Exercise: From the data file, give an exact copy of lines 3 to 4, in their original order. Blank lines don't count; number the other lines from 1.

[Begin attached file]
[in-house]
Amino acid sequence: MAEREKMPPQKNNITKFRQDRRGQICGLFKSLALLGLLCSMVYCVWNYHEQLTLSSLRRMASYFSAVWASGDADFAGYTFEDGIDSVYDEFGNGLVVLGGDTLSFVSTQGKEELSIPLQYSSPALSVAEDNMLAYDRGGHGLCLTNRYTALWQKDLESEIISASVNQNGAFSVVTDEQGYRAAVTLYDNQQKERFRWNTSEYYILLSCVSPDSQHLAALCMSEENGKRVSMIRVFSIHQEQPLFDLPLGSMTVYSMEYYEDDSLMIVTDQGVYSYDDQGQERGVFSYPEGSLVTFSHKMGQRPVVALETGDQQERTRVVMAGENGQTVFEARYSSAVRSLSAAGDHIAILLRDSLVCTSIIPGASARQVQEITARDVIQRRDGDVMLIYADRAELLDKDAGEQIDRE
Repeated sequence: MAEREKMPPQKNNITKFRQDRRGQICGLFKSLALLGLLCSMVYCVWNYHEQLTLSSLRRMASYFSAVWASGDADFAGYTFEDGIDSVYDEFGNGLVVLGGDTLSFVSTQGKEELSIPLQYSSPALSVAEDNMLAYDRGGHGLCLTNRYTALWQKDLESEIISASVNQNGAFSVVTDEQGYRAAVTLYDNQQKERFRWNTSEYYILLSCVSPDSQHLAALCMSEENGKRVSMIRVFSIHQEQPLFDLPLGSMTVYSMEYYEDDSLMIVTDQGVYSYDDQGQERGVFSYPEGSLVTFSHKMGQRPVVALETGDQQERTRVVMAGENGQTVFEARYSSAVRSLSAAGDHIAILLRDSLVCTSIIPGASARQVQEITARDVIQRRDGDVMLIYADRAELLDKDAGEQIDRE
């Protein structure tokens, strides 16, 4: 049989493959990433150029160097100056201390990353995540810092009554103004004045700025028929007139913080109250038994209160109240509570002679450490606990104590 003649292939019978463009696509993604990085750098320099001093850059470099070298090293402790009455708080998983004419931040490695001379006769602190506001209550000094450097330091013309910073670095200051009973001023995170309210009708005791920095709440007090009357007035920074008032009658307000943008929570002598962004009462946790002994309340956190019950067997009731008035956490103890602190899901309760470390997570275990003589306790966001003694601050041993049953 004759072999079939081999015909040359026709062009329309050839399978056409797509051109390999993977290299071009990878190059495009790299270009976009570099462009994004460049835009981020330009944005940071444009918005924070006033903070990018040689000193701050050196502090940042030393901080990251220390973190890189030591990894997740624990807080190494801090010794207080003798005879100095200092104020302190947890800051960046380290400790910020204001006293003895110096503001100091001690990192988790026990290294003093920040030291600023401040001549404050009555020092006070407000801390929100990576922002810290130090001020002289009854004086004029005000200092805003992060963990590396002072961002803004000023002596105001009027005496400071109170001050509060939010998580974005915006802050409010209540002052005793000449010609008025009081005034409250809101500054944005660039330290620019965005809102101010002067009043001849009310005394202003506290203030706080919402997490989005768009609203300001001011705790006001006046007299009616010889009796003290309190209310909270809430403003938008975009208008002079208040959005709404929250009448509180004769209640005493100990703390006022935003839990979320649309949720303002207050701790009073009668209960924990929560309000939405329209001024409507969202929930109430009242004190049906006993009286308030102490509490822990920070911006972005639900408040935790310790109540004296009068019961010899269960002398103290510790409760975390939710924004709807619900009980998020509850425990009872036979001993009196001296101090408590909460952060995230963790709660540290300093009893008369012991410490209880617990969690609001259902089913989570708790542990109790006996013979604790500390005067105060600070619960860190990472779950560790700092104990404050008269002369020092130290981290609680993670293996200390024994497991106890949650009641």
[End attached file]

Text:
Repeated sequence: MAEREKMPPQKNNITKFRQDRRGQICGLFKSLALLGLLCSMVYCVWNYHEQLTLSSLRRMASYFSAVWASGDADFAGYTFEDGIDSVYDEFGNGLVVLGGDTLSFVSTQGKEELSIPLQYSSPALSVAEDNMLAYDRGGHGLCLTNRYTALWQKDLESEIISASVNQNGAFSVVTDEQGYRAAVTLYDNQQKERFRWNTSEYYILLSCVSPDSQHLAALCMSEENGKRVSMIRVFSIHQEQPLFDLPLGSMTVYSMEYYEDDSLMIVTDQGVYSYDDQGQERGVFSYPEGSLVTFSHKMGQRPVVALETGDQQERTRVVMAGENGQTVFEARYSSAVRSLSAAGDHIAILLRDSLVCTSIIPGASARQVQEITARDVIQRRDGDVMLIYADRAELLDKDAGEQIDRE
């Protein structure tokens, strides 16, 4: 049989493959990433150029160097100056201390990353995540810092009554103004004045700025028929007139913080109250038994209160109240509570002679450490606990104590 003649292939019978463009696509993604990085750098320099001093850059470099070298090293402790009455708080998983004419931040490695001379006769602190506001209550000094450097330091013309910073670095200051009973001023995170309210009708005791920095709440007090009357007035920074008032009658307000943008929570002598962004009462946790002994309340956190019950067997009731008035956490103890602190899901309760470390997570275990003589306790966001003694601050041993049953 004759072999079939081999015909040359026709062009329309050839399978056409797509051109390999993977290299071009990878190059495009790299270009976009570099462009994004460049835009981020330009944005940071444009918005924070006033903070990018040689000193701050050196502090940042030393901080990251220390973190890189030591990894997740624990807080190494801090010794207080003798005879100095200092104020302190947890800051960046380290400790910020204001006293003895110096503001100091001690990192988790026990290294003093920040030291600023401040001549404050009555020092006070407000801390929100990576922002810290130090001020002289009854004086004029005000200092805003992060963990590396002072961002803004000023002596105001009027005496400071109170001050509060939010998580974005915006802050409010209540002052005793000449010609008025009081005034409250809101500054944005660039330290620019965005809102101010002067009043001849009310005394202003506290203030706080919402997490989005768009609203300001001011705790006001006046007299009616010889009796003290309190209310909270809430403003938008975009208008002079208040959005709404929250009448509180004769209640005493100990703390006022935003839990979320649309949720303002207050701790009073009668209960924990929560309000939405329209001024409507969202929930109430009242004190049906006993009286308030102490509490822990920070911006972005639900408040935790310790109540004296009068019961010899269960002398103290510790409760975390939710924004709807619900009980998020509850425990009872036979001993009196001296101090408590909460952060995230963790709660540290300093009893008369012991410490209880617990969690609001259902089913989570708790542990109790006996013979604790500390005067105060600070619960860190990472779950560790700092104990404050008269002369020092130290981290609680993670293996200390024994497991106890949650009641």